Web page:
Tuesday, October 31, 2017

John Case on the Acts of Prudence

John Case on the acts of prudence (Speculum Moralium Questionum, Liber VI, Caput x):

These virtues, namely, counsel, solertia, sagacity, and sentence, are parts and species of practical prudence. It is the office of prudence to deliberate, which it has and borrows from counsel; promptly and ingeniously to discover some means, from solertia; rightly to judge of the discovered means, from sagacity; and as it were to join the voice of equity and justice to judgment, from sentence. But there remains one office, namely, to prescribe the circumstances for the action of each virtue, which it claims as proper and germane to itself.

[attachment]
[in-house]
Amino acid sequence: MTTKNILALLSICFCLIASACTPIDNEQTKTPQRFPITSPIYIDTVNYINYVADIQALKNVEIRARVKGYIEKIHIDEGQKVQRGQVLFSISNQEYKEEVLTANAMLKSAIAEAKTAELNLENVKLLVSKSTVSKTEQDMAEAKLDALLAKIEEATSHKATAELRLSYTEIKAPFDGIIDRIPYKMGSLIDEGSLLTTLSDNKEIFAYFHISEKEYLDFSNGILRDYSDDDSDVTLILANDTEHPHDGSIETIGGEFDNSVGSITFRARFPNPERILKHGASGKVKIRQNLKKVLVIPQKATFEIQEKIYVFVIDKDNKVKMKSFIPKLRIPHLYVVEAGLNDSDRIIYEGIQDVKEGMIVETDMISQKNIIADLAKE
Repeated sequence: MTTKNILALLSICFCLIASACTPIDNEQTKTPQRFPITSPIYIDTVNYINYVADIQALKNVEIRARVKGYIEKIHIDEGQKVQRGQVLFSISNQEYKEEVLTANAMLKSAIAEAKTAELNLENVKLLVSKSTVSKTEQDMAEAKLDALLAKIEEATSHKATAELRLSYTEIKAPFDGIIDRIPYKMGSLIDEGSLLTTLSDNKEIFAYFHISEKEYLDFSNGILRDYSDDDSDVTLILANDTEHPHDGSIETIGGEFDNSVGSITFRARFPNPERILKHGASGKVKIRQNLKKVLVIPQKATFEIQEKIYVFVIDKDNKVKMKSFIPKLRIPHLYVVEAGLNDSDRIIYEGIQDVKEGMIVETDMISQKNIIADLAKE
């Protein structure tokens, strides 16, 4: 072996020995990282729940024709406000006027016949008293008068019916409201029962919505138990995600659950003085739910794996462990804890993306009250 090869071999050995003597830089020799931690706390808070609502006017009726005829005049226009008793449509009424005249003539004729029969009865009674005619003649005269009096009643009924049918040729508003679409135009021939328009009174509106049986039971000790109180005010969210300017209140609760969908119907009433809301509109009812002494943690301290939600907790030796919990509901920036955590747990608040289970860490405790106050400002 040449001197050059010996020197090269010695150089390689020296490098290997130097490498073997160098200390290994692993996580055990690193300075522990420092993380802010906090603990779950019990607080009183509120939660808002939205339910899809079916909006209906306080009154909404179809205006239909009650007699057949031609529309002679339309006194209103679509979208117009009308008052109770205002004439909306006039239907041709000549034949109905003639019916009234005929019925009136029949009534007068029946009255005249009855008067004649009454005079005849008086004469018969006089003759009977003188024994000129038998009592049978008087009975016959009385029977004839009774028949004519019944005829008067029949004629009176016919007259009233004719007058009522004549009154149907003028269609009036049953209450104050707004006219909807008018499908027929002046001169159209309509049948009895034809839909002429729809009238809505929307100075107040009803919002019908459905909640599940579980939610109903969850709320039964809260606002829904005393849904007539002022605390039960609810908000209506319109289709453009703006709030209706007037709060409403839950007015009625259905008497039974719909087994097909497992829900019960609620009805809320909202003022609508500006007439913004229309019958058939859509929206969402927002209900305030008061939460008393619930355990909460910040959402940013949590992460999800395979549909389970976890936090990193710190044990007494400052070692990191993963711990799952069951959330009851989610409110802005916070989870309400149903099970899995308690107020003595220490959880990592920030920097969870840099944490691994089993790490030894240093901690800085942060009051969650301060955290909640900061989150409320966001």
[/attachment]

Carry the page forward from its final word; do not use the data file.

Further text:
The acts of prudence are five:

Deliberating, whence counsel, which is euboulia
Discovering a means swiftly, if that be the task, whence solertia, which is eustochia
Rightly judging about the means, whence sagacity, which is synesis
Fulfilling the judgment, whence sentence, which is gnome
Prescribing the circumstances of action, whence is drawn the proper name of prudence.

(I am putting this here mostly so I can easily find the reference again.)

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